For anyone who is getting bullied, left out, harassed because of her or his sexual orientation…or really, any “difference” from the so-called norm…this video project initiated by writer Dan Savage will strike a chord. He’s a professional speaker, so his video is more polished than the others, but the theme is the same: We all just want to be accepted for who we are. The project was initiated as a way to honor a young man who took his own life, and it has grown quite quickly. Check it out.

Yup, the little woman is clever.

Last week I wrote a long overdue fan letter to our health care provider about the terrific attention my husband received from hospital staff more than a year ago.

A note came back promptly from Member Relations, addressed to him, which said:

“Thank you for the letter submitted by your wife in which she expressed your satisfaction…”

It’s not often that a big health care operation seizes the opportunity to thank a guy for his wife’s actions.

All the news that fits. And solves.

I’ve only read some of the stories and ads in three sections in Sunday’s New York Times (Book Review, Business and Week in Review) and here’s what I’ve already learned:

Most new fiction is deeply flawed. A five-line letter from Ronald Reagan to his old actress friend Kitty Carlisle Hart is worth $6,100. Whales and dolphins are as smart as we are, and probably nicer. Congo is still the rape capital on earth. Congress still has absolutely no balls when it comes to regulating Wall Street. Our cellphones are built with materials that are obtained at human cost. Author Danielle Steele and legal pot growers in Colorado work harder than the rest of us. Camile Paglia says “female Viagra” pharmaceuticals will not cure the sexual malaise blanketing America.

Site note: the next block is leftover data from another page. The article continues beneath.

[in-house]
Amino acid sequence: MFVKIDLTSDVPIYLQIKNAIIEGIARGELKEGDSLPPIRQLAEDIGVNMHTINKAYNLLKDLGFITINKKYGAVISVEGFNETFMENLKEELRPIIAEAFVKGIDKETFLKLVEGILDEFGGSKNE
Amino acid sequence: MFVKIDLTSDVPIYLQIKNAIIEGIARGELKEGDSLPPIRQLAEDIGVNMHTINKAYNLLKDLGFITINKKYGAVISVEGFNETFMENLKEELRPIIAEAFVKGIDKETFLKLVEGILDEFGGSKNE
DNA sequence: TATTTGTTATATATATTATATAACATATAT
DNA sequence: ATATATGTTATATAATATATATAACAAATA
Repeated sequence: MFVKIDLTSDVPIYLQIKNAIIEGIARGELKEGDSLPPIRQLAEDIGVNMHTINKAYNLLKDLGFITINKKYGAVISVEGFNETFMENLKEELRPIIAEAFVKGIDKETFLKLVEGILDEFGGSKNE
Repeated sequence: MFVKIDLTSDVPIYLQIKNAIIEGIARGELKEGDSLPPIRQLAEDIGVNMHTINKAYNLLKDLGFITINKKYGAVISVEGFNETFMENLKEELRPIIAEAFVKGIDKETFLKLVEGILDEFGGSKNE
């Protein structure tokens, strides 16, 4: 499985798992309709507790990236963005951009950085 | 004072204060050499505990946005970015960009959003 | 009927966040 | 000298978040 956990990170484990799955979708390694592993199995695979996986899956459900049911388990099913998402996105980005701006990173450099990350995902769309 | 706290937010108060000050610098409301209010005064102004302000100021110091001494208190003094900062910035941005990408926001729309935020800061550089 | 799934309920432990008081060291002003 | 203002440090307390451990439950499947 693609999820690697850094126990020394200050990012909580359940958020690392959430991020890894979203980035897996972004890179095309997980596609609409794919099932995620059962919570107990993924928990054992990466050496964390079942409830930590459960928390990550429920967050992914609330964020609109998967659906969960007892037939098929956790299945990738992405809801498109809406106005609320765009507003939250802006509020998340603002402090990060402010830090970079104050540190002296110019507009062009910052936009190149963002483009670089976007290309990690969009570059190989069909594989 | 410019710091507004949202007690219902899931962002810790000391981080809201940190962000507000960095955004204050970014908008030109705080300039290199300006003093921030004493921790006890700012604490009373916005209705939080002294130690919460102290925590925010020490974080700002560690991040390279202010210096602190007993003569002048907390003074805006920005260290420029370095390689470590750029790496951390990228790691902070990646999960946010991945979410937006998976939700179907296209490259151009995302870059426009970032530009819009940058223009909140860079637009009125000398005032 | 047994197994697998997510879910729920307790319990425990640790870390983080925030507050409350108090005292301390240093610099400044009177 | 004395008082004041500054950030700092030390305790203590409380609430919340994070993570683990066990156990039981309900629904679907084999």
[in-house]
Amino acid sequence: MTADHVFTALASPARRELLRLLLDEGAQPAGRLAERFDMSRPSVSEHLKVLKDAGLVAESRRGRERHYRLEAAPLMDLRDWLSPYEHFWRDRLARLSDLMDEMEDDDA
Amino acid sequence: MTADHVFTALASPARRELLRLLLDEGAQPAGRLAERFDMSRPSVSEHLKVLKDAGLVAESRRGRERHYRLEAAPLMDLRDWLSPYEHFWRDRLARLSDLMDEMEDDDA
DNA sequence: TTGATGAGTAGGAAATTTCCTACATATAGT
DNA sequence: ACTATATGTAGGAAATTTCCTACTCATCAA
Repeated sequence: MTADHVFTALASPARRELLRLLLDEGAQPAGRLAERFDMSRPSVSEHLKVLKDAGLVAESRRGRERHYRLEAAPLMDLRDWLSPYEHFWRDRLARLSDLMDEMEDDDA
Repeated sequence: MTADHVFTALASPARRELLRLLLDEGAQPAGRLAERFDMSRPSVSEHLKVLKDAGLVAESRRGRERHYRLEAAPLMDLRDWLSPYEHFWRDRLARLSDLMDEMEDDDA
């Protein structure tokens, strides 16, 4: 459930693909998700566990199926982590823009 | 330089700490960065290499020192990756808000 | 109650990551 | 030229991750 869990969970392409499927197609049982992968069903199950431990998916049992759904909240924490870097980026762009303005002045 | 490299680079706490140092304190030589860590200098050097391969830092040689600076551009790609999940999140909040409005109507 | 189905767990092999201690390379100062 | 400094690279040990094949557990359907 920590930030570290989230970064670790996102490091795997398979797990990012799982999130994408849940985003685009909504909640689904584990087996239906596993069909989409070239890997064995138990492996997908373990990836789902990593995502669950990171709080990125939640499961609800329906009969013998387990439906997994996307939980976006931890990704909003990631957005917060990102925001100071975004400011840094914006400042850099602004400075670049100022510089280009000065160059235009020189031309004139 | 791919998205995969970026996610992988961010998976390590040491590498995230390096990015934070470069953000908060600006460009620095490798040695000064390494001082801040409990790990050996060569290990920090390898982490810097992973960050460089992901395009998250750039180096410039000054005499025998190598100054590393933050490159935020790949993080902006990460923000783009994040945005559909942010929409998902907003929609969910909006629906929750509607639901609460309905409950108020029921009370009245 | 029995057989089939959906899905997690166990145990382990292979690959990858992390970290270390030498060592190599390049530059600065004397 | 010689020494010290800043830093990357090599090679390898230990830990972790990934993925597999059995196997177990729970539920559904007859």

It seems so clear:

Send sexually disappointed whiners to witness real problems in Congo.  Sell collections of witless Presidential missives as e-books in order to fund the increased cost of cruelty-free cellphone manufacturing. Deploy the hyper-prolific Ms. Steele to the pot-growing operations for one week. Swear in Ms. Paglia, stand her up in front of Congress, and let her spell it out for them: No balls, no glory.

If that last thing doesn’t work, vote for a whale or a dolphin next time.

Our bodies, our worse-off selves.

I have occasion to regularly visit a wonderful vintage jewelry/resale clothing business in town. The owners defy small-business odds: thriving as a family-owned venture, they’re now serving the second- and third-generations of regulars.

Most of the customers are women, and they feel so at home that personal conversation flows easily. There’s a bit of that airplane-travel phenomenon, in which seatmates trade stories about intimate stuff  precisely because they are strangers. Not surprisingly, a lot of the chatting centers on the trials of aging.